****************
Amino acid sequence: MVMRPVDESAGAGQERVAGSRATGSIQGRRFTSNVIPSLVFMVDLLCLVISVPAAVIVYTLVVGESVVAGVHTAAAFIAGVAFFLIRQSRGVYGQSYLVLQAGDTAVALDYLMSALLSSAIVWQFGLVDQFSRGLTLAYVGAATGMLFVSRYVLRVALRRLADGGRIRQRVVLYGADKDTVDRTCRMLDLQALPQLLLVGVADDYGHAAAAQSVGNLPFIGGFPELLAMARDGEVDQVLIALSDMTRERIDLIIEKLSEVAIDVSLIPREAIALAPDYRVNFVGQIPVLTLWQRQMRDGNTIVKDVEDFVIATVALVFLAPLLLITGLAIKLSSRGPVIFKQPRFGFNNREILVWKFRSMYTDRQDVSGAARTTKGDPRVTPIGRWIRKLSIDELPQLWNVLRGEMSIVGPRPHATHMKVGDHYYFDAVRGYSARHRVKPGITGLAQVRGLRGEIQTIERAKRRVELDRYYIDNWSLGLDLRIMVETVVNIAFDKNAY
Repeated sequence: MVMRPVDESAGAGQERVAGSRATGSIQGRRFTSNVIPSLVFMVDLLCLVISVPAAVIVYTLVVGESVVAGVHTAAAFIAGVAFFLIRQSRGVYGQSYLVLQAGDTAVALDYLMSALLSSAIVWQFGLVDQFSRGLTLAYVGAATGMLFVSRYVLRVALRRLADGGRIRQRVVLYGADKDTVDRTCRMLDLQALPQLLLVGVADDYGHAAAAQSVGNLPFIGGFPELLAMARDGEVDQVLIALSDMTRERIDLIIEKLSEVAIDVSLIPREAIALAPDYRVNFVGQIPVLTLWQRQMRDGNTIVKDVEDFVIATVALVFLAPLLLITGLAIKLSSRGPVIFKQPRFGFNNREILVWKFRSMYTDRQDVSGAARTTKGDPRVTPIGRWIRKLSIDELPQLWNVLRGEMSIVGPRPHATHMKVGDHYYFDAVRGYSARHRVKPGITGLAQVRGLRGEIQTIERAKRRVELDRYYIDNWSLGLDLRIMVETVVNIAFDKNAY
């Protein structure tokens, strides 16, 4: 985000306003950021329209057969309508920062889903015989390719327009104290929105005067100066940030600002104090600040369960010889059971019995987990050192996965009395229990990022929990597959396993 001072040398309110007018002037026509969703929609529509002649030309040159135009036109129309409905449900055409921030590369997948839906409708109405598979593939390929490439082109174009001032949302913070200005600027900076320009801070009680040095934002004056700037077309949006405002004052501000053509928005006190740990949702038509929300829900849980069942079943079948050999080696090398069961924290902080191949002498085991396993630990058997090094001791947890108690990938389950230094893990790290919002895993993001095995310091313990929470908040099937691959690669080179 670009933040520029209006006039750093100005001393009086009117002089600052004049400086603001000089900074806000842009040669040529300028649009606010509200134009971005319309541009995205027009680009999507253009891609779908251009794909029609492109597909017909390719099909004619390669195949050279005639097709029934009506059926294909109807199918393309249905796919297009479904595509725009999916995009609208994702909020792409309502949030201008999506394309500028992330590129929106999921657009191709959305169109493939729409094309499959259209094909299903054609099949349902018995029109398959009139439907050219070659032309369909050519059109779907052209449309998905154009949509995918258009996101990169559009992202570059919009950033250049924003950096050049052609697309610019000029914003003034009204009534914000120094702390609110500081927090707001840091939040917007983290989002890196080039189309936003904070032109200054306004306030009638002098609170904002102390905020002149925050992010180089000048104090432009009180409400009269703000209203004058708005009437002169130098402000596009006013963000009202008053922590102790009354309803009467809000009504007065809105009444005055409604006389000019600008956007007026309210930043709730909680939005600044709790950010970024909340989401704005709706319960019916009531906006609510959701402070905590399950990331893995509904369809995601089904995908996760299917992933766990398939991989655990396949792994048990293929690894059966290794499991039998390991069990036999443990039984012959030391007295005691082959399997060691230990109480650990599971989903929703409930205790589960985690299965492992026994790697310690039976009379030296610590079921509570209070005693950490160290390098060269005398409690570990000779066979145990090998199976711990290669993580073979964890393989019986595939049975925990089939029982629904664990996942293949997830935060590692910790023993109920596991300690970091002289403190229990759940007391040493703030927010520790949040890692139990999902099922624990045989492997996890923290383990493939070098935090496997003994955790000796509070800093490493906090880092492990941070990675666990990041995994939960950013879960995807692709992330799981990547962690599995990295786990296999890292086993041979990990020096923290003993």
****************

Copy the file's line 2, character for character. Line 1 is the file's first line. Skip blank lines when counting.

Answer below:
Repeated sequence: MVMRPVDESAGAGQERVAGSRATGSIQGRRFTSNVIPSLVFMVDLLCLVISVPAAVIVYTLVVGESVVAGVHTAAAFIAGVAFFLIRQSRGVYGQSYLVLQAGDTAVALDYLMSALLSSAIVWQFGLVDQFSRGLTLAYVGAATGMLFVSRYVLRVALRRLADGGRIRQRVVLYGADKDTVDRTCRMLDLQALPQLLLVGVADDYGHAAAAQSVGNLPFIGGFPELLAMARDGEVDQVLIALSDMTRERIDLIIEKLSEVAIDVSLIPREAIALAPDYRVNFVGQIPVLTLWQRQMRDGNTIVKDVEDFVIATVALVFLAPLLLITGLAIKLSSRGPVIFKQPRFGFNNREILVWKFRSMYTDRQDVSGAARTTKGDPRVTPIGRWIRKLSIDELPQLWNVLRGEMSIVGPRPHATHMKVGDHYYFDAVRGYSARHRVKPGITGLAQVRGLRGEIQTIERAKRRVELDRYYIDNWSLGLDLRIMVETVVNIAFDKNAY